• 03.03.11

Genius Marketing: Blu Dot Will Swap Sofas for Your Crafts & Kooky Ideas

Somebody get us a pair of knitting needles!

Genius Marketing: Blu Dot Will Swap Sofas for Your Crafts & Kooky Ideas

If you have a gift for knitting sock-monkey chairs or playing air guitar or collecting sporks, then boy are you in luck! Through March 11, the Minnesota-based contemporary design company Blu Dot is giving away furniture through its website in exchange for all sorts of hipstery creative projects.


The Blu Dot Swap Meet is an online auction “geared at creative types who love modern design, but may not be able to afford modern furniture,” the press release says. How it works: You select the Blu Dot furniture you want (a chair, a desk, bookshelves, a lamp, a bed, a sofa, etc.). Then you upload your creative offering to the swamp meet site here, where pretty much anything goes. Bids thus far include a custom-knit deer head trophy, art made out of mold, and a drug-free urine sample.

[Har Mar Superstar’s promoting this thing!?! Love the guy, but *retch.*]

The public can vote on the projects. Ultimately, though, Blu Dot decides what’s worthy of a trade. The criteria? “If it’s interesting and we like it and we think the swap that is proposed is a fair one, we’ll accept it,” Blu Dot CEO John Christakos tells Co.Design. Blu Dot’s judges have already approved bids for everything from a Texas barbecue for 60 people (to be held at Blu Dot’s Soho store) to a life-sized sculpture of a motorcycle made out of 9,000 Popsicle sticks. Apparently, they liked the spork collection, too.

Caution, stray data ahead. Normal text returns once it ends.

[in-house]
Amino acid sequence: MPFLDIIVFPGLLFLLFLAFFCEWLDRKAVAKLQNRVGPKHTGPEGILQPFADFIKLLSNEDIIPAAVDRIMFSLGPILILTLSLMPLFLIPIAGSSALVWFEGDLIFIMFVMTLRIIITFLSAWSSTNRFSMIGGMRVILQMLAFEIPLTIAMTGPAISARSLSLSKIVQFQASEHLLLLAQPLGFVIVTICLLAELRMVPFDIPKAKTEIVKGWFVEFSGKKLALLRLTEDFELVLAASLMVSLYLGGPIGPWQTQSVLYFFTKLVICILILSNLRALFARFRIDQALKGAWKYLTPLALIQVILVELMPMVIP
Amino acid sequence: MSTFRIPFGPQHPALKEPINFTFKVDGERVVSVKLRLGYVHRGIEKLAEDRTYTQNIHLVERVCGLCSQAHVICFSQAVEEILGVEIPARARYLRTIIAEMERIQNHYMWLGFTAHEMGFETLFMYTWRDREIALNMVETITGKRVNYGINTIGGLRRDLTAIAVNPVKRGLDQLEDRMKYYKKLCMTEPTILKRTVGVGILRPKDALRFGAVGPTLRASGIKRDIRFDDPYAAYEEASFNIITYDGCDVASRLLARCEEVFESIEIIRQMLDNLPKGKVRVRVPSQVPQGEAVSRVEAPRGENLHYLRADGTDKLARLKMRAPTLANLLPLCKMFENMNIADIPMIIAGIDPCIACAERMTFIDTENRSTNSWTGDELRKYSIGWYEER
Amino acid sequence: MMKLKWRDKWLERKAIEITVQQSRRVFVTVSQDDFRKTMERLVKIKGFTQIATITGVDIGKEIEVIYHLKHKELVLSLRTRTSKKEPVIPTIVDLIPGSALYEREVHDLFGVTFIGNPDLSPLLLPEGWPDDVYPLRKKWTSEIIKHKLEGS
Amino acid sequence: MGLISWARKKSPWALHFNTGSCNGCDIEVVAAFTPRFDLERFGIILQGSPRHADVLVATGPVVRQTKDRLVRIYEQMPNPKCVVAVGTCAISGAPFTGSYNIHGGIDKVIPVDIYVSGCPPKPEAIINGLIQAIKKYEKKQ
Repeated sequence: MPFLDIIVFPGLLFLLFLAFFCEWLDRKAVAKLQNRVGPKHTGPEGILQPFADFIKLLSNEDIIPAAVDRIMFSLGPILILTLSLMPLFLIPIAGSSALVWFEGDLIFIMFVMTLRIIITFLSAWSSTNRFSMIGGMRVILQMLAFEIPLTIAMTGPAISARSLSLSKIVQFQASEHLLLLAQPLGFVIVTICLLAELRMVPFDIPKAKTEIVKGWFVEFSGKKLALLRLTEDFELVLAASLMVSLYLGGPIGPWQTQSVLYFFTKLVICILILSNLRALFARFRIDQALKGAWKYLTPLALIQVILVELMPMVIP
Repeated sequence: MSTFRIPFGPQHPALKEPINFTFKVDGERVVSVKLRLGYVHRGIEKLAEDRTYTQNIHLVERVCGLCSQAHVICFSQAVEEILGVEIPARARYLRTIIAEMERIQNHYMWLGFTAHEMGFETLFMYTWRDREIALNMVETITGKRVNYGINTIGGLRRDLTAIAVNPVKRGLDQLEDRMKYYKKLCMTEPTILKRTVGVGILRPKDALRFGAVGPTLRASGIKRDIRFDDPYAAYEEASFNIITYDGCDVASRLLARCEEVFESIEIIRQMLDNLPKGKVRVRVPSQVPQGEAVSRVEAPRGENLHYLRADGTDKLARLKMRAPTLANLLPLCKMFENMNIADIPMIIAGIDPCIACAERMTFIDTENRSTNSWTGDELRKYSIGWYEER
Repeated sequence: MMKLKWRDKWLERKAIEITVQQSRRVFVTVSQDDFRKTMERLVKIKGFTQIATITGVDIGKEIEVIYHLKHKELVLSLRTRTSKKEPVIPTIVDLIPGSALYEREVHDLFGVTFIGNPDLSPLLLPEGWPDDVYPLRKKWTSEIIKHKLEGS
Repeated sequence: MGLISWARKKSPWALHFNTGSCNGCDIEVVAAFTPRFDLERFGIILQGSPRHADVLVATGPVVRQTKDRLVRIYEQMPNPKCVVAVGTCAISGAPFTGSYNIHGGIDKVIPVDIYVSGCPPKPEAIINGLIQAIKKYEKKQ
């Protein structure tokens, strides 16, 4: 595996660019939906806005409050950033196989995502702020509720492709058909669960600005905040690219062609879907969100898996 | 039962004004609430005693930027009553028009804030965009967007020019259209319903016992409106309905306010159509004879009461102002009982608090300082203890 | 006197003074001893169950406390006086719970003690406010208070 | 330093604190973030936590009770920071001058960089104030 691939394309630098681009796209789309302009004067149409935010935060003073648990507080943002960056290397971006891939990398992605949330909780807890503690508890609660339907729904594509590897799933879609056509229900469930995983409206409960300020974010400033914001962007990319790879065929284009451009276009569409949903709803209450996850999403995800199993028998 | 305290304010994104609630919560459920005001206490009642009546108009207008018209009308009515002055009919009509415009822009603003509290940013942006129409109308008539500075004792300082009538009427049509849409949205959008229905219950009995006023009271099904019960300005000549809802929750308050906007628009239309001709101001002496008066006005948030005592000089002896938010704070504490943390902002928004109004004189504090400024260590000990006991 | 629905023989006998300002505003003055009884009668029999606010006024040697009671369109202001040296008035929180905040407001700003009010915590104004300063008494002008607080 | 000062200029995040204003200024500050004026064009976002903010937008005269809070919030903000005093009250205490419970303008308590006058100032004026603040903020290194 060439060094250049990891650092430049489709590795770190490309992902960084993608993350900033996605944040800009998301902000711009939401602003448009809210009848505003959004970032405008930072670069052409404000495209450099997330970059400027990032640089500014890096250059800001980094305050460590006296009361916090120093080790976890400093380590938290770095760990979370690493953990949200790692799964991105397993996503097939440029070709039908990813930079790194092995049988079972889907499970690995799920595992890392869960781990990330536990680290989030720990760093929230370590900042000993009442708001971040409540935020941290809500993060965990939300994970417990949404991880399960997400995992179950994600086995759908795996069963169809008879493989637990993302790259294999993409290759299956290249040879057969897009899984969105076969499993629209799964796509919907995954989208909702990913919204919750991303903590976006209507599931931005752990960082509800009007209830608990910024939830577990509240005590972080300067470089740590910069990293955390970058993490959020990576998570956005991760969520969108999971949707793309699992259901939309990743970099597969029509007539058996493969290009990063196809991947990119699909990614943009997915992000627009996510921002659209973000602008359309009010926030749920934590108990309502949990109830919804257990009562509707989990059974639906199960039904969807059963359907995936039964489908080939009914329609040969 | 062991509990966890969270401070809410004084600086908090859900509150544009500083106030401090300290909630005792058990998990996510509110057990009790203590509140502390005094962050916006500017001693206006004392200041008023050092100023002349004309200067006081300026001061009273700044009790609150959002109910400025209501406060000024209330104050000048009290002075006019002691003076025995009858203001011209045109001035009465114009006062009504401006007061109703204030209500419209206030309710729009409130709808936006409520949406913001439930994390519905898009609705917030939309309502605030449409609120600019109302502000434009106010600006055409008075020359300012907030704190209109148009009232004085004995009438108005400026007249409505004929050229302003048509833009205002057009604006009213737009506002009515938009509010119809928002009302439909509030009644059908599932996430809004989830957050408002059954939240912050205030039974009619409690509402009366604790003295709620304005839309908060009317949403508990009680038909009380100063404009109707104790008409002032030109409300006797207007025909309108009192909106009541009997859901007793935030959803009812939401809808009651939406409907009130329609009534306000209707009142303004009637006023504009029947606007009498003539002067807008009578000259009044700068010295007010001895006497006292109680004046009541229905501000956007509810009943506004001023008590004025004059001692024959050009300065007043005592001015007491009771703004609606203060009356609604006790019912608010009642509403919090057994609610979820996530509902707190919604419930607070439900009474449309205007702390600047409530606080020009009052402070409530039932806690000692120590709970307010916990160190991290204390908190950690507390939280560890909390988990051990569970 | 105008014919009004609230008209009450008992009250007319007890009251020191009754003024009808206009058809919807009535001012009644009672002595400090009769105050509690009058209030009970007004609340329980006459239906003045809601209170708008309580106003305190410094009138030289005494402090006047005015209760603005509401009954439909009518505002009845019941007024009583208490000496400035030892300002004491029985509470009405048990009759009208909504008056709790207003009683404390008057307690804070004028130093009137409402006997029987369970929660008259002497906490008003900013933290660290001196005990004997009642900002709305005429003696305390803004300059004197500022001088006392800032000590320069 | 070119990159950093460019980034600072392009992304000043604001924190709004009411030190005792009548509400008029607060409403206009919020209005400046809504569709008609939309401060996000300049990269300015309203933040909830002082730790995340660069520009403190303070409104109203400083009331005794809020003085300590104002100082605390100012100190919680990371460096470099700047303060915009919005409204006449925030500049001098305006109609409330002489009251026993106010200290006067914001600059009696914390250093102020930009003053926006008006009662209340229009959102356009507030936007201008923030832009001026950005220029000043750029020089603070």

The Swap Meet is a follow-up to a gonzo marketing campaign Blu Dot launched in 2009, in which the company dropped free GPS-enabled chairs on curbs around New York to see where they’d end up (and, presumably to get loads of media attention, which they did).


Christakos on the genesis of the latest campaign: It “came from a Blu Dot fan in Austin, Texas, who offered to trade a performance of Prince’s song, ‘Dirty Minds,’ in exchange for a chair,” he says. “Also, early in our history, we traded for everything we could. Our logo was designed in exchange for us designing and building a custom tree-house. And, while our goal is to make design more democratic, as hard as we try, we realize that not everyone can afford our stuff. So we thought this was the perfect way to get Blu Dot into the hands of people who want it, and in the process, unleash the creativity of the Blu Dot community.”

It’s also a clever business strategy, though Christakos says that’s not the point. Giving away free stuff is an obvious way to spread your brand. And while spreading your brand to a bunch of broke, crafty hipsters might not make tons of sense for a mid- to high-end furniture company, it’s actually incredibly valuable. After all, today’s hipster could be tomorrow’s corporate lawyer, and that’s the sort of person who’ll have no trouble springing for a $3,000 couch.

[Images courtesy of Blu Dot]

About the author

Suzanne LaBarre is the editor of Co.Design. Previously, she was the online content director of Popular Science and has written for the New York Times, the New York Observer, Newsday, I.D.